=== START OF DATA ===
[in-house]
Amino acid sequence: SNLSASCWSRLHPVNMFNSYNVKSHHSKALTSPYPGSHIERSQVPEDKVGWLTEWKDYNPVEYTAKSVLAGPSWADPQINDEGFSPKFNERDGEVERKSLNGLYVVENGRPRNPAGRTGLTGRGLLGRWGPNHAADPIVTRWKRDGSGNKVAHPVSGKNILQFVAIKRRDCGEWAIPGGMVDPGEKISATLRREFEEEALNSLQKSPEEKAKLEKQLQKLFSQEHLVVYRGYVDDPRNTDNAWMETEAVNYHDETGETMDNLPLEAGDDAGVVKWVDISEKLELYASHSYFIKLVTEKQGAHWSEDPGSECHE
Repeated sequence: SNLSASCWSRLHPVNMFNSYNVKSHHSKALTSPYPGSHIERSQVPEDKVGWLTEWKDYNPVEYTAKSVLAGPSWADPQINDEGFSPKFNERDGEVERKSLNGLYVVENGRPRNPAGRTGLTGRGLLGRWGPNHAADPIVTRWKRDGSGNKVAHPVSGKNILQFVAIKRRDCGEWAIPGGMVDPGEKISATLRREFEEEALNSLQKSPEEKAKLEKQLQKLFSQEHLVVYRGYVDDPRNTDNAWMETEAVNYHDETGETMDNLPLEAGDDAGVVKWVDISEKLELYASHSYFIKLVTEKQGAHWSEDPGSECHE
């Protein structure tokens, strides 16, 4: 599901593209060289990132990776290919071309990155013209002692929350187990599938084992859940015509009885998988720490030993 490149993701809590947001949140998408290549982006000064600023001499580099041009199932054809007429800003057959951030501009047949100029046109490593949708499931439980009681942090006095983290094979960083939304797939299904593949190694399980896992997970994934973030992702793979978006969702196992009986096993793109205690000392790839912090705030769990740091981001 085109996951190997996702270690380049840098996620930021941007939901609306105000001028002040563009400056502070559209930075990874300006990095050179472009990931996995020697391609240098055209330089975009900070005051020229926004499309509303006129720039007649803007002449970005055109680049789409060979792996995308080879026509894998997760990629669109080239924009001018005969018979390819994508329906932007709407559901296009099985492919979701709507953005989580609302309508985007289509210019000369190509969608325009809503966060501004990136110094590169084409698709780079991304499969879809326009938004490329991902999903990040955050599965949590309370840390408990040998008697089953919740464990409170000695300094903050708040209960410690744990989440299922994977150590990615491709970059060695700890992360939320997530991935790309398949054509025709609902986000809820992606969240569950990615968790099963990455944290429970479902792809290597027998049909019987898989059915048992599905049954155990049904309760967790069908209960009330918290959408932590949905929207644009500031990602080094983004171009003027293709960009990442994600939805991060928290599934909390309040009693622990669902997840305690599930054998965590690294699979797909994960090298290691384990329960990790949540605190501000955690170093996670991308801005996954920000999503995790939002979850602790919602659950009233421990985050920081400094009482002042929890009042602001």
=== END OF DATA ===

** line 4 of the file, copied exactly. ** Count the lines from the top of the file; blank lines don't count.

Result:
């Protein structure tokens, strides 16, 4: 599901593209060289990132990776290919071309990155013209002692929350187990599938084992859940015509009885998988720490030993 490149993701809590947001949140998408290549982006000064600023001499580099041009199932054809007429800003057959951030501009047949100029046109490593949708499931439980009681942090006095983290094979960083939304797939299904593949190694399980896992997970994934973030992702793979978006969702196992009986096993793109205690000392790839912090705030769990740091981001 085109996951190997996702270690380049840098996620930021941007939901609306105000001028002040563009400056502070559209930075990874300006990095050179472009990931996995020697391609240098055209330089975009900070005051020229926004499309509303006129720039007649803007002449970005055109680049789409060979792996995308080879026509894998997760990629669109080239924009001018005969018979390819994508329906932007709407559901296009099985492919979701709507953005989580609302309508985007289509210019000369190509969608325009809503966060501004990136110094590169084409698709780079991304499969879809326009938004490329991902999903990040955050599965949590309370840390408990040998008697089953919740464990409170000695300094903050708040209960410690744990989440299922994977150590990615491709970059060695700890992360939320997530991935790309398949054509025709609902986000809820992606969240569950990615968790099963990455944290429970479902792809290597027998049909019987898989059915048992599905049954155990049904309760967790069908209960009330918290959408932590949905929207644009500031990602080094983004171009003027293709960009990442994600939805991060928290599934909390309040009693622990669902997840305690599930054998965590690294699979797909994960090298290691384990329960990790949540605190501000955690170093996670991308801005996954920000999503995790939002979850602790919602659950009233421990985050920081400094009482002042929890009042602001």